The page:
New from the Arc-Com Design Studio, the award-winning Foundation Collection featuring INCASE Crypton Technology is an example of the kinds of thoughtful, conceptual performance textiles we’re seeing for 2018. We’re calling the trend “full circle architecture,” where concepts from historical architecture are transformed into fabric that in turn get installed inside new architecture. Imaginative design minds take fascinating and timeless ideas from antiquity and re-scale, recolor, reconfigure and re-imagine them in new ways. These patterns draw from the tools, techniques, methodology and geometry that were used to craft and build Europe’s magnificent cathedrals. Beyond the forms, the new Arc-Com collection is also inspired by the human spirit that went into these structures. Amanda Eaton, VP of Design at Arc-Com, sat down with us to offer our readers the inside scoop on how the Arc-Com design team created this bold, textural new contract fabric option.

Certainly people were meant to be awed by these immense and elaborate structures. Upon entering into these vast spaces, one can’t help but wonder how on earth people were able to build these immense, towering structures when mechanization was so limited. Ms. Eaton, upon first seeing Notre Dame as a teenager, wondered, “How were they able to construct these incredible buildings at a time when there was no electricity or automated power source or even running water?” Her fascination with these inspiring structures stayed with her, and now she has deftly explored it with her team in a collection that delves into both process and craft. In researching the methods and techniques used, the Arc-Com design studio found these to be not only technically fascinating but also visually inspiring. The Foundation Collection is the beautifully edited, gracefully interpreted expression of their findings.

Windlass pattern
Windlass inspiration

A windlass was a cathedral builder’s tool that was used to lift heavy stones and building materials. It was powered by a worker positioned inside a giant wooden wheel. That person’s job was to tread the wheel around, so ropes that wound around the axle on one end and were attached to heavy items on the other moved the heavy things up to the desired position. Graphic and modern, the Windlass fabric pattern shows the parallel planking of the wheel punctuated with fine lines of light in various configurations.

Vault pattern
Vault inspiration

Who among us hasn’t stared up in wide-eyed wonder at the ancient vaulted ceiling of a great cathedral? How can it not inspire something? The Vault patterns sleek interpretation of the arched forms or rib-vaulting used in cathedral ceilings also has an intricate background pattern, which returns on its own as a direct coordinate in Oculus.

Oculus pattern
Oculus inspiration

Inspired by classical rose windows, Oculus is the direct coordinate fabric to the Vault pattern. Its lace-like framework is is a finely scaled repeat of rose window layouts. It gets its name from the oculus, or round opening, in a wall inside which the familiar rose fretwork is found.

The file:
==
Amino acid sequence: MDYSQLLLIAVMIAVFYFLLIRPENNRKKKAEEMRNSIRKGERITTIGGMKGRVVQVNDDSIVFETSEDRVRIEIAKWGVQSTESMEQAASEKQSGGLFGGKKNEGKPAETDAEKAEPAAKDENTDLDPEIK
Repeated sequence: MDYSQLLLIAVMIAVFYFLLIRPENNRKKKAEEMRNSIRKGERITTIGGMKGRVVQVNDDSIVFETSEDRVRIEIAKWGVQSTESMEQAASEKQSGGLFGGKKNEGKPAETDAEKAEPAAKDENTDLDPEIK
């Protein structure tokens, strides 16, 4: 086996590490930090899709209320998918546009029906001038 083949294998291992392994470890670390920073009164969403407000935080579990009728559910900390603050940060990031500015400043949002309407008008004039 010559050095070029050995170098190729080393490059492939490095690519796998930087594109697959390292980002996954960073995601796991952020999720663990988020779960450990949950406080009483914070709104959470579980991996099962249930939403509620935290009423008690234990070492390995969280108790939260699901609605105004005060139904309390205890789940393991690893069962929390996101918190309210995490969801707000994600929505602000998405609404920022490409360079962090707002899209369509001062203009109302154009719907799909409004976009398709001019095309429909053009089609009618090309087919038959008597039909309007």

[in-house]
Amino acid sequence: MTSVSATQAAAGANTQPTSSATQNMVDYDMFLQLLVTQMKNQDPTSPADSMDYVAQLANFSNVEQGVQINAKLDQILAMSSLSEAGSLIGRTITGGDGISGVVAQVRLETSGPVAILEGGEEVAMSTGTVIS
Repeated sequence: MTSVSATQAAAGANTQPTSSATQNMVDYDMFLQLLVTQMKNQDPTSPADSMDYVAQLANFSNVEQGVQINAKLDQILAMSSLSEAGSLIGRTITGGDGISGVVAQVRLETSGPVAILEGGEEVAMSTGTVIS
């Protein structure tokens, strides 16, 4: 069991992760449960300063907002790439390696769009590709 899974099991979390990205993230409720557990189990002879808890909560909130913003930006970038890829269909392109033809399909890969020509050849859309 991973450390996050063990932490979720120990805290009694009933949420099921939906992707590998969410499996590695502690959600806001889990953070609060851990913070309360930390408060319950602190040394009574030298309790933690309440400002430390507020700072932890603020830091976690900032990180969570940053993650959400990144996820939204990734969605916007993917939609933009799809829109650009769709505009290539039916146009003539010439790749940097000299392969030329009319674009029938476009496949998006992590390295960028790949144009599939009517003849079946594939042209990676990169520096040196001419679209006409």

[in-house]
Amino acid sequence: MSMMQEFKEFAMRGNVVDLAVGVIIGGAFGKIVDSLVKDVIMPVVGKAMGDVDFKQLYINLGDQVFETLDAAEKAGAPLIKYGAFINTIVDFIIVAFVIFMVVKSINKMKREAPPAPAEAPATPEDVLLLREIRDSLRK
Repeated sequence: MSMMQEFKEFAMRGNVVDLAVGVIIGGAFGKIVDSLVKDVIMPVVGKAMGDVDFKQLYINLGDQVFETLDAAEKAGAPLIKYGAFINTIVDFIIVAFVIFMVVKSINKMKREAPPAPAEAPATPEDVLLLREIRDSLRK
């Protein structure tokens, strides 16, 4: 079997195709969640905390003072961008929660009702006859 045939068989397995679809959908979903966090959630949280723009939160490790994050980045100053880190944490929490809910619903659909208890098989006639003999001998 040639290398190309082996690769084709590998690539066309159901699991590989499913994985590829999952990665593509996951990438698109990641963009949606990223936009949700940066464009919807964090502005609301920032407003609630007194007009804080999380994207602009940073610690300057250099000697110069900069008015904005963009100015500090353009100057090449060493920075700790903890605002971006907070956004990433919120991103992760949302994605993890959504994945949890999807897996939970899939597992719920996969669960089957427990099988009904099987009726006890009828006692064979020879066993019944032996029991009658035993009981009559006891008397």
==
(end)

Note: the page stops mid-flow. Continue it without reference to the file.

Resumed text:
Lunette pattern
Lunette inspiration

Lunette, from the French, meaning “little moon,” celebrates the many crescent-shaped spaces and forms found in cathedrals. The textile pattern exuberantly tosses these smiley crescents across a solid field in an all-over pattern with just enough randomness to move the eye, but configured so that each one touches the tip of a neighboring crescent at both ends. Nothing is left hanging in this charming, modern-feeling design.

Centring pattern
Centring inspiration

A centring was a wooden structure used in construction to hold an arch in place, supporting the stones as the build progressed. The fabric pattern Centring Stripe offers a truly unique stripe option for designers. Its strings of elongated diamond shapes re-tell the story of these humble wooden scaffolds, unsung heroes of architecture like the men who made them. They were split from virgin timber and painstakingly sawn into slender spans that were set at angles with hand-forged nails, only to be cast aside once a perfect stone arch was achieved.

Mason Stripe pattern
Mason Stripe inspiration

Mason Stripe is a versatile, small-scale stripe with a hand-drawn quality, thanks to its nod to the precise yet granular masonry of stone cathedrals. Along with Windlass and Lunette, Mason Stripe is woven in a beautiful, textural bouclé, so not only does the pattern offer a virtual texture, but also the fabric itself has a touchable, soft dimensionality that adds an inviting richness to the upholstery.

The Arc-Com Foundation Collection was recently honored with the prestigious the Best of the Year Award (BoY) from Interior Design Magazine. BoY is a global design award dedicated to the year’s best products and projects. Arc-Com’s Foundation Collection was recognized as the winner in the Healthcare Textile space for its design innovation and inspiration. The award was announced in December, 2017.